Roche has been charting promising numbers for its standout breast cancer drugs Kadcyla and Perjeta. But now the next-gen duo has failed to beat Herceptin and chemo in a late-stage study, putting a damper on Roche's plan to expand the market for its new drugs and sending its shares into a downward spiral.
Roche can thank its newly augmented breast cancer portfolio for powering third-quarter sales upward, far enough to surpass analyst estimates. And given the latest data on one of those drugs--Perjeta--more growth could be at hand.
These days, even expensive cancer treatments don't necessarily deliver show-stopping study results when it comes to actually extending patients' lives. Roche's Perjeta is now a major departure from that trend.
Blame a strong Swiss franc on any falling sales and profits Roche put up in the first half of 2014, the company said Thursday. The Swiss pharma's cancer drugs certainly didn't cause the decline, with newcomers Perjeta and Kadcyla helping power the group with especially noteworthy revenue gains.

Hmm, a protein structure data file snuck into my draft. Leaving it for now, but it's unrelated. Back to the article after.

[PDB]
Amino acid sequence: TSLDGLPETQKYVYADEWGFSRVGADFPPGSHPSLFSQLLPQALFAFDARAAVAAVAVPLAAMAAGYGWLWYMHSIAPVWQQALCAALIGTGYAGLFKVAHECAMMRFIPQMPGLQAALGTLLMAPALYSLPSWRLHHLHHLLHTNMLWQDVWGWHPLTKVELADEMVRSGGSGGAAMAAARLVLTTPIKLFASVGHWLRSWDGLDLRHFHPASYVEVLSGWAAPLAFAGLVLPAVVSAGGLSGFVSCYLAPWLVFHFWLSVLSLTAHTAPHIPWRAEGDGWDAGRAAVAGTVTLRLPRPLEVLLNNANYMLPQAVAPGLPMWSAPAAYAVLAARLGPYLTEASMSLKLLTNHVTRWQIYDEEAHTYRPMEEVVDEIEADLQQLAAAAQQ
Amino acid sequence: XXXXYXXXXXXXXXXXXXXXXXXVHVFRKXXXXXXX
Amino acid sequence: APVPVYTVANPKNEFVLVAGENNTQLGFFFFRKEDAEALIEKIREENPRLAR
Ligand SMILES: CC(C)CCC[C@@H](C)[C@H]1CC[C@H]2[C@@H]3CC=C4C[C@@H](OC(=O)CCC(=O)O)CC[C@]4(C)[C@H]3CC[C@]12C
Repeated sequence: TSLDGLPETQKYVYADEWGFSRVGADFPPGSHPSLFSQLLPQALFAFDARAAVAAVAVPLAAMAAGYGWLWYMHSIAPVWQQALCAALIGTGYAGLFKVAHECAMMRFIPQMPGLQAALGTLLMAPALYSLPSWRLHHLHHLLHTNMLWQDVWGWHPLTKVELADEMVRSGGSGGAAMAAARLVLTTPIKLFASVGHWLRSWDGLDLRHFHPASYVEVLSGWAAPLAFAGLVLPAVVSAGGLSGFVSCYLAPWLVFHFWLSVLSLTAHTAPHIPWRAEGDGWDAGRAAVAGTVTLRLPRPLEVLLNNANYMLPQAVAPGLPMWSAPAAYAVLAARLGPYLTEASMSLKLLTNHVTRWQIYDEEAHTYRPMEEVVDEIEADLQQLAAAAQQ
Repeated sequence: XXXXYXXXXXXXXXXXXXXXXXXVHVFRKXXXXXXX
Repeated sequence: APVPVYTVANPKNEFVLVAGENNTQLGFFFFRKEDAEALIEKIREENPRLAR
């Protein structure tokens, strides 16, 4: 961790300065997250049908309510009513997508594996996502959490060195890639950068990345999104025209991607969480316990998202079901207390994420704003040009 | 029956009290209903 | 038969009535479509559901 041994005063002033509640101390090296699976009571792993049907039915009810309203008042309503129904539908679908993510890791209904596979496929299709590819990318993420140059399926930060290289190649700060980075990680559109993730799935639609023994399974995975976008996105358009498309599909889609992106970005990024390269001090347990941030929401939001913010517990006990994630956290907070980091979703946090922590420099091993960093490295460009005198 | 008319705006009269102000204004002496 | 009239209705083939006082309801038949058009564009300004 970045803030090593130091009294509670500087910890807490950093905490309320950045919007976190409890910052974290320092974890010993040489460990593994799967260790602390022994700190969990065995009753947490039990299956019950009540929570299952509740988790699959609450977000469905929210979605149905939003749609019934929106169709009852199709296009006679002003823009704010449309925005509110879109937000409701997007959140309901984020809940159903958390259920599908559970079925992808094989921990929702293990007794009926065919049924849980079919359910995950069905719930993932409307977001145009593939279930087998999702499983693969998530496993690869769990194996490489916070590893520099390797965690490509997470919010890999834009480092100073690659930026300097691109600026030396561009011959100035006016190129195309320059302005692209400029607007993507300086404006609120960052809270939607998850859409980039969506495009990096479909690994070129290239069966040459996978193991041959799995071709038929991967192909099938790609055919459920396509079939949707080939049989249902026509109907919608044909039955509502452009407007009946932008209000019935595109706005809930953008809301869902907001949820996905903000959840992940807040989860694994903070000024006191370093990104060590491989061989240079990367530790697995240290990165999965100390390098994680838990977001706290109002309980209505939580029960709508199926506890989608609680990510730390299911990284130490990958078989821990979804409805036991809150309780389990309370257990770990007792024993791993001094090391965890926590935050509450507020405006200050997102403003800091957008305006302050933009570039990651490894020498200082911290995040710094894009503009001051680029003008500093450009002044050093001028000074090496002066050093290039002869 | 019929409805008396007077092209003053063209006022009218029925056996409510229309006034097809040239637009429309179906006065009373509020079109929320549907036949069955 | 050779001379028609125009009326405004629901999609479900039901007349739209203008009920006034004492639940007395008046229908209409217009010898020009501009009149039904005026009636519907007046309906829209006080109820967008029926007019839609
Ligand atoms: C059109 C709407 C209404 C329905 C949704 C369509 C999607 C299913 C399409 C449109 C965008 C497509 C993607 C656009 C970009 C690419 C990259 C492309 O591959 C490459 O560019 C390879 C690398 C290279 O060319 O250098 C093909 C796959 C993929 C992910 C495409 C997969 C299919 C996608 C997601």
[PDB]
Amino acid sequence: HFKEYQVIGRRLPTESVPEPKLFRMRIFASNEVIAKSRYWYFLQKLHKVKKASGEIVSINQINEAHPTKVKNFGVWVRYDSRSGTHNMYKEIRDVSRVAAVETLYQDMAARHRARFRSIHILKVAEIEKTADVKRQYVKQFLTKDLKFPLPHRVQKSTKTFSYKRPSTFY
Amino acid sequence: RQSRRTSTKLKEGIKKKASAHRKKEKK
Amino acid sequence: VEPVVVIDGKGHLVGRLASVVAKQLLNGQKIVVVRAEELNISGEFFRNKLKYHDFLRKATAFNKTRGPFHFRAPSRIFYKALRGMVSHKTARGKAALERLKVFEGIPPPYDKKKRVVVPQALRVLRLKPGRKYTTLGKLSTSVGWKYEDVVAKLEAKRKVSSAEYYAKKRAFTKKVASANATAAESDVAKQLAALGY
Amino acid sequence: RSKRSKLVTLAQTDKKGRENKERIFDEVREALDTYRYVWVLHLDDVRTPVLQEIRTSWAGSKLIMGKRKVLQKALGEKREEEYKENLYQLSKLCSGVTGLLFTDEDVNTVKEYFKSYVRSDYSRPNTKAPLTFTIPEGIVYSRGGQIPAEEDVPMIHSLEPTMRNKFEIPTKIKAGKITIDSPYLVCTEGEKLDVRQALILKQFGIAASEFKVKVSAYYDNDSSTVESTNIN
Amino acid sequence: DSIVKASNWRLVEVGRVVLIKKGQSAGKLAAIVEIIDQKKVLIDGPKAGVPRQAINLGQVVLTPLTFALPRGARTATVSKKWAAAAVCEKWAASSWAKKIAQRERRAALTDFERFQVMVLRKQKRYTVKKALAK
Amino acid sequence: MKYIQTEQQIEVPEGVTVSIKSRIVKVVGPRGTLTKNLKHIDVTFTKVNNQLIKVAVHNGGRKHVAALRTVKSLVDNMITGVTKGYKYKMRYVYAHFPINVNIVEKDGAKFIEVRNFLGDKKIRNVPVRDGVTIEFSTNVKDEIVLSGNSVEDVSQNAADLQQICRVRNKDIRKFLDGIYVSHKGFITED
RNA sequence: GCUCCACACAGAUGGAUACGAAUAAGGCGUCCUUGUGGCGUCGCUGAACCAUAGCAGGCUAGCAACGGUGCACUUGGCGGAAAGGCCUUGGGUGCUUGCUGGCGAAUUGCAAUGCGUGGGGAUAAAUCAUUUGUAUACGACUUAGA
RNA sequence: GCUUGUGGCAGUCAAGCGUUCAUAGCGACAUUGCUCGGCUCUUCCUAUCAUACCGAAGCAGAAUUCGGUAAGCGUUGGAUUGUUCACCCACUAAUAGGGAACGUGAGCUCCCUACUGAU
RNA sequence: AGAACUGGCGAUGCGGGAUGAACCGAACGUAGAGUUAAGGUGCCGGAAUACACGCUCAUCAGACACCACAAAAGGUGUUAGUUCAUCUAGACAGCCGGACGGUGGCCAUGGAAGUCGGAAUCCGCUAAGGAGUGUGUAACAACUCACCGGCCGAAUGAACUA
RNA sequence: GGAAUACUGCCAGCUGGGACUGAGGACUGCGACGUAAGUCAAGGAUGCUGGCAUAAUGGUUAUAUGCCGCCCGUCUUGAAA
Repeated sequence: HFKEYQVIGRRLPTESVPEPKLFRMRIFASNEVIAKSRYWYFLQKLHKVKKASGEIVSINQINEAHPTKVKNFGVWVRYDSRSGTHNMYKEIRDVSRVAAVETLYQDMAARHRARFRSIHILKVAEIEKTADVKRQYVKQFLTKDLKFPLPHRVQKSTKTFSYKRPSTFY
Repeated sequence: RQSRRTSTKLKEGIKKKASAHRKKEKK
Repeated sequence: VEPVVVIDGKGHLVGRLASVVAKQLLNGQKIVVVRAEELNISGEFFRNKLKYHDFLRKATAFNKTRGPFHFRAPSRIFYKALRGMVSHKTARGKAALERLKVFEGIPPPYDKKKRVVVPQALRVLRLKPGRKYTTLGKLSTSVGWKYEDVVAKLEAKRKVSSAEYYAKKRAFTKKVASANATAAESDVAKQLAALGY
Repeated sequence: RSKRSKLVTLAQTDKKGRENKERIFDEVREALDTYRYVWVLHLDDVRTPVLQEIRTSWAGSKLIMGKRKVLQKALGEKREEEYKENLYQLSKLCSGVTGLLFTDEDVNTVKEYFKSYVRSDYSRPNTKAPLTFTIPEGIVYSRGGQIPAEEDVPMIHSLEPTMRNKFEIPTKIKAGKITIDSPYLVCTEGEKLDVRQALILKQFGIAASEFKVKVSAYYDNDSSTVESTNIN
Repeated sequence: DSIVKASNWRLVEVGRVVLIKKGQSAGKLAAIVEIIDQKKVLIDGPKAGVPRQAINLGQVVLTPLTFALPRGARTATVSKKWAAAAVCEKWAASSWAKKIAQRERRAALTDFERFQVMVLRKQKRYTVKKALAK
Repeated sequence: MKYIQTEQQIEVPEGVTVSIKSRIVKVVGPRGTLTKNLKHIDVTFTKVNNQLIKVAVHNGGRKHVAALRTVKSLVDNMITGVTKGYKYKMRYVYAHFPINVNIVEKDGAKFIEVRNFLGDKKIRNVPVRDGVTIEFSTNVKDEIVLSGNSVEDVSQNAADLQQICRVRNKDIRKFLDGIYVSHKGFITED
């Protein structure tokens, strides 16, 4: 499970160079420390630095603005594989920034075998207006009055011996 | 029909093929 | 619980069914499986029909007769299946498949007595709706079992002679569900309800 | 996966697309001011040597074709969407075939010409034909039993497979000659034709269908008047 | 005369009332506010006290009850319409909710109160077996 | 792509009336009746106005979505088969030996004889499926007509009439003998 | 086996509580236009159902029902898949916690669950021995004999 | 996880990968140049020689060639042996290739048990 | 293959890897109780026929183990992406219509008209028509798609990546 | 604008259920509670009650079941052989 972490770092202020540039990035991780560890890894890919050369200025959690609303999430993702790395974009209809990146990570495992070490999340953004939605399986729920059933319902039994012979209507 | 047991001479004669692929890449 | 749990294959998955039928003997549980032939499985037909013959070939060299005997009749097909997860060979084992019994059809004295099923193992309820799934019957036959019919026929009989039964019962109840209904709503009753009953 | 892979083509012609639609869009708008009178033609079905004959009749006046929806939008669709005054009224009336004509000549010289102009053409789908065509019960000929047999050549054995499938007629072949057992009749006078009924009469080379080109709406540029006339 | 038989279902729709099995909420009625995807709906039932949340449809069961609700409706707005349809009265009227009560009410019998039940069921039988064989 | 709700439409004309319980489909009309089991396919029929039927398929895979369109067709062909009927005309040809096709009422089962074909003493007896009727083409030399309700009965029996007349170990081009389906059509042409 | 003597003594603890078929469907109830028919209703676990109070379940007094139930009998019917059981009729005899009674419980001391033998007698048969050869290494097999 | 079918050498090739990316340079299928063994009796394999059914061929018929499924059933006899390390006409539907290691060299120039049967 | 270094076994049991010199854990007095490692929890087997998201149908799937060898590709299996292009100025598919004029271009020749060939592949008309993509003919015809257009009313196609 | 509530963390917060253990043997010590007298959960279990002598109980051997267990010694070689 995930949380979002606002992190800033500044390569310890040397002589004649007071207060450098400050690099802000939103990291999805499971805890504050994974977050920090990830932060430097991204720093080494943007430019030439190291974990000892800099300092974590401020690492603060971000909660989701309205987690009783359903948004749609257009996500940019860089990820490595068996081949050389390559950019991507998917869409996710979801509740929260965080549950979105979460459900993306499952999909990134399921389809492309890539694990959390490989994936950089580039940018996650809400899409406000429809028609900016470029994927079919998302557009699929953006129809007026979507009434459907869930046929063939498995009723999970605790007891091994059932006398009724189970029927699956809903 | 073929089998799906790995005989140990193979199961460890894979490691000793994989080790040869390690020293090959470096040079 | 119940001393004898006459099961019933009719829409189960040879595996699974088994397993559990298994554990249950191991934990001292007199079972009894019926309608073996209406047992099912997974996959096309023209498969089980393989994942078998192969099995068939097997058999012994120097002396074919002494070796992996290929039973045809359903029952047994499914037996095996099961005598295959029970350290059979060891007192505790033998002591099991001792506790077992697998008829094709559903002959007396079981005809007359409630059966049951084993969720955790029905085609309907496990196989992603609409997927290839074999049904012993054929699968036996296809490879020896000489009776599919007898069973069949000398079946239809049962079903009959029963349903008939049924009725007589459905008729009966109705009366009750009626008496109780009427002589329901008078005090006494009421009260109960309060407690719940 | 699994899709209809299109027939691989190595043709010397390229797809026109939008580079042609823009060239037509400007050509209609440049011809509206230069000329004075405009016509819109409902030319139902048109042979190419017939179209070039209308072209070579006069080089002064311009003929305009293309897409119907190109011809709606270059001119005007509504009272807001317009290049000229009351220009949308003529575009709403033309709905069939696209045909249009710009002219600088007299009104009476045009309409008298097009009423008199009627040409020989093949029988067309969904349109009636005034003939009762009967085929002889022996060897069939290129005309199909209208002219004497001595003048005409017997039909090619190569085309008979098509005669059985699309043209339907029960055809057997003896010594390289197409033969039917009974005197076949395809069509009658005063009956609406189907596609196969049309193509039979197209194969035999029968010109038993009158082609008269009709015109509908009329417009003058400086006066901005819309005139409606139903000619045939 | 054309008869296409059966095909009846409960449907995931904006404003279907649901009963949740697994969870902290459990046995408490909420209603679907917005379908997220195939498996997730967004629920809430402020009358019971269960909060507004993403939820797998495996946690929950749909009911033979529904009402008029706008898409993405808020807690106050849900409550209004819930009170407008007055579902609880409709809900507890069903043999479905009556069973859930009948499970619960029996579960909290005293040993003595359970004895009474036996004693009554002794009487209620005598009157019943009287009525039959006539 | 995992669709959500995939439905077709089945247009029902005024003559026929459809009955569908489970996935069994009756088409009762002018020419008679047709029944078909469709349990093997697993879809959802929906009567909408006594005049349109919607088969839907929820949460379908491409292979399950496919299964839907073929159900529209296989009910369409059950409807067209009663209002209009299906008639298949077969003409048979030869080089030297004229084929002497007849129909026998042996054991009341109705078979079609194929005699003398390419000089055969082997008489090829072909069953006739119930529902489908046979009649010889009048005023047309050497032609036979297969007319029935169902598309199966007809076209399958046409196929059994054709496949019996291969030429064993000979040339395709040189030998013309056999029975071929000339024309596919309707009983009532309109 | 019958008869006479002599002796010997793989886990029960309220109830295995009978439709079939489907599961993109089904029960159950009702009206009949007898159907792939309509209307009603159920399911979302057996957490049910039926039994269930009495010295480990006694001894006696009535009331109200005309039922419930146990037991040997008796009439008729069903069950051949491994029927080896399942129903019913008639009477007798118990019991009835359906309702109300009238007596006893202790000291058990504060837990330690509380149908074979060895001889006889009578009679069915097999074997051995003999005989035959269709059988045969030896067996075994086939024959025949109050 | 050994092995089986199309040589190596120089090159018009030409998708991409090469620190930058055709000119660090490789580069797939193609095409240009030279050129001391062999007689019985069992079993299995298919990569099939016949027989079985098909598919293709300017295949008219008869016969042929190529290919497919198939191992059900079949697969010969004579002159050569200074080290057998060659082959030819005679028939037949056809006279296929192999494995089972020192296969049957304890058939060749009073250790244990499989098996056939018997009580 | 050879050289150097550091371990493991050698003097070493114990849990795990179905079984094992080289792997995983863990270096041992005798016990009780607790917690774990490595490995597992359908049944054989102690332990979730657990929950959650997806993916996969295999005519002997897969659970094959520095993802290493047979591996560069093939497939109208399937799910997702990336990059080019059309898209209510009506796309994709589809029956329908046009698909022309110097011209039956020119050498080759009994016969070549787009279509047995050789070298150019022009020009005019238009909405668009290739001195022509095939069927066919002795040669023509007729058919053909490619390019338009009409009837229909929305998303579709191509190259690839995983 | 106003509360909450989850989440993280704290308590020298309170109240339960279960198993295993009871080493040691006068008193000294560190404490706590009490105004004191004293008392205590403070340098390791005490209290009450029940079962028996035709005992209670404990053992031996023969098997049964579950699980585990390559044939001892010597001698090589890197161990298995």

While other drugmakers are closing plants in the face of patent losses and revenue challenges, Roche is steadily expanding its manufacturing network.
Roche's new set of HER2-positive breast cancer drugs are making it big with oncologists.
Roche's new breast cancer duo, Perjeta and Kadcyla, seemed destined to make a big splash in the oncology market. Now, Decision Resources has the numbers to show just how big that splash has been.
It will allow doctors to spot patients who will benefit from those treatments.
Perjeta is now the first cancer drug approved to treat patients before surgery. Developed by Roche's Genentech unit, and already approved for women with advanced HER2-positive breast cancer, Perjeta can now reach a huge new group of patients at early stages of the disease.
You might call Perjeta a guinea pig. The new breast cancer drug from Roche's Genentech unit could soon become the first approved for cancer patients before they've had surgery. It would also be the first approved under new FDA guidelines for speeding cancer drugs to patients with early-stage disease.